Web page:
The original Akka Arrh cabinet used a trackball to target enemies, as the player controls the Sentinel fixed in the center of the screen to fend off waves of incoming attackers. Surrounding the Sentinel is an octagonal field, which you need to keep clear; if enemies slip in, you can zoom in to fend them off before panning back out to fend off the rest of the wave. Given the simplicity of most games in the early 1980s, it’s unsurprising this relative complexity led to poor test-group screenings.

Since Atari pulled the plug on the arcade version before its release, only three Akka Arrh cabinets are known to exist. But the Minter collaboration isn’t the game's first public availability. After an arcade ROM leaked online in 2019, Atari released the original this fall as part of its Atari 50: The Anniversary Celebration collection.

Atari and Minter worked together in the 1990s, as his company Llamasoft created games like Tempest 2000 for the Atari Jaguar. Unfortunately, the two had a falling out in 2015 when Atari blocked Minter’s spiritual successor of that title from release. However, the two sides patched things up by 2018 when they released Tempest 4000, a Minter-helmed sequel with the IP holder’s blessing.

Atari says the remake has two modes, 50 levels and saves, so you don’t have to start from the beginning when enemies inevitably overrun your Sentinel. Additionally, the company says it offers accessibility settings to tone down the trippy visuals for people sensitive to intense light, color and animations.

Apple Kills Its Plan To Scan Your Photos for CSAM

SlashDot - Wed, 2022-12-07 15:01
Apple plans to expand its Communication Safety features, which aim to disrupt the sharing of child sexual abuse material at the source. From a report: In August 2021, Apple announced a plan to scan photos that users stored in iCloud for child sexual abuse material (CSAM). The tool was meant to be privacy-preserving and allow the company to flag potentially problematic and abusive content without revealing anything else. But the initiative was controversial, and it soon drew widespread criticism from privacy and security researchers and digital rights groups who were concerned that the surveillance capability itself could be abused to undermine the privacy and security of iCloud users around the world. At the beginning of September 2021, Apple said it would pause the rollout of the feature to "collect input and make improvements before releasing these critically important child safety features." In other words, a launch was still coming. Now the company says that in response to the feedback and guidance it received, the CSAM-detection tool for iCloud photos is dead. Instead, Apple told WIRED this week, it is focusing its anti-CSAM efforts and investments on its "Communication Safety" features, which the company initially announced in August 2021 and launched last December. Parents and caregivers can opt into the protections through family iCloud accounts. The features work in Siri, Apple's Spotlight search, and Safari Search to warn if someone is looking at or searching for child sexual abuse materials and provide resources on the spot to report the content and seek help. Additionally, the core of the protection is Communication Safety for Messages, which caregivers can set up to provide a warning and resources to children if they receive or attempt to send photos that contain nudity. The goal is to stop child exploitation before it happens or becomes entrenched and reduce the creation of new CSAM.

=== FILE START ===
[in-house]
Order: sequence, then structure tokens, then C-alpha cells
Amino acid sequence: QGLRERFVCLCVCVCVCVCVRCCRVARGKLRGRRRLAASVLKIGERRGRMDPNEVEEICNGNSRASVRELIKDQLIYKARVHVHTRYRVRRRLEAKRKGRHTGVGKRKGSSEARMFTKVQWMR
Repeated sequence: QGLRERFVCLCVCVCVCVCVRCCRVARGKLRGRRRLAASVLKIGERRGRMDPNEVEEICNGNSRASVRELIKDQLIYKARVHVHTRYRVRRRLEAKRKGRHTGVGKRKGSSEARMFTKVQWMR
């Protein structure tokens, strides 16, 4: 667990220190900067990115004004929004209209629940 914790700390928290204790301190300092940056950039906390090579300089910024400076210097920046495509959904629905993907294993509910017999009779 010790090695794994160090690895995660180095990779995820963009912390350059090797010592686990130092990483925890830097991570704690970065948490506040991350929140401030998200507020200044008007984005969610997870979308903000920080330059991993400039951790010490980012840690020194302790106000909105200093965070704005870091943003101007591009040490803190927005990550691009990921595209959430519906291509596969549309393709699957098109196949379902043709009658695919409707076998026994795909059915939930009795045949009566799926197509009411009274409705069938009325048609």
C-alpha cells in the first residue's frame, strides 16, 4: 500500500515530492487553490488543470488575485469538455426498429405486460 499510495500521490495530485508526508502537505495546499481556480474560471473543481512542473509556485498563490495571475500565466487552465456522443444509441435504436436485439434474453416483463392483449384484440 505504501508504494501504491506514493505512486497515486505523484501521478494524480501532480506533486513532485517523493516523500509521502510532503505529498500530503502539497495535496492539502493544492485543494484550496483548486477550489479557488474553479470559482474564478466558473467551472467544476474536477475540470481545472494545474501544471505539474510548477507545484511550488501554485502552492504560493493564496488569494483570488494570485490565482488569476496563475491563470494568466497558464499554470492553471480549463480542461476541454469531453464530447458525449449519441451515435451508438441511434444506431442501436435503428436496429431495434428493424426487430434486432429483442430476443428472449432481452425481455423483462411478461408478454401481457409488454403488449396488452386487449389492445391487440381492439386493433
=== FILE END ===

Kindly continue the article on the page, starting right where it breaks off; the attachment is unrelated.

Read more of this story at Slashdot.

Instagram Will Now Tell You If You've Been Shadowbanned and Why - CNET

CNET News - Wed, 2022-12-07 14:52
Instagram will show professional users examples of their content that's run afoul of the app's guidelines.

Amazon Must Pay Fines For Withholding Driver Tips, DC Attorney General Claims - CNET

CNET News - Wed, 2022-12-07 14:40
In a lawsuit filed Wednesday, the AG said the tip money was used to defray the company's costs for its Amazon Flex service.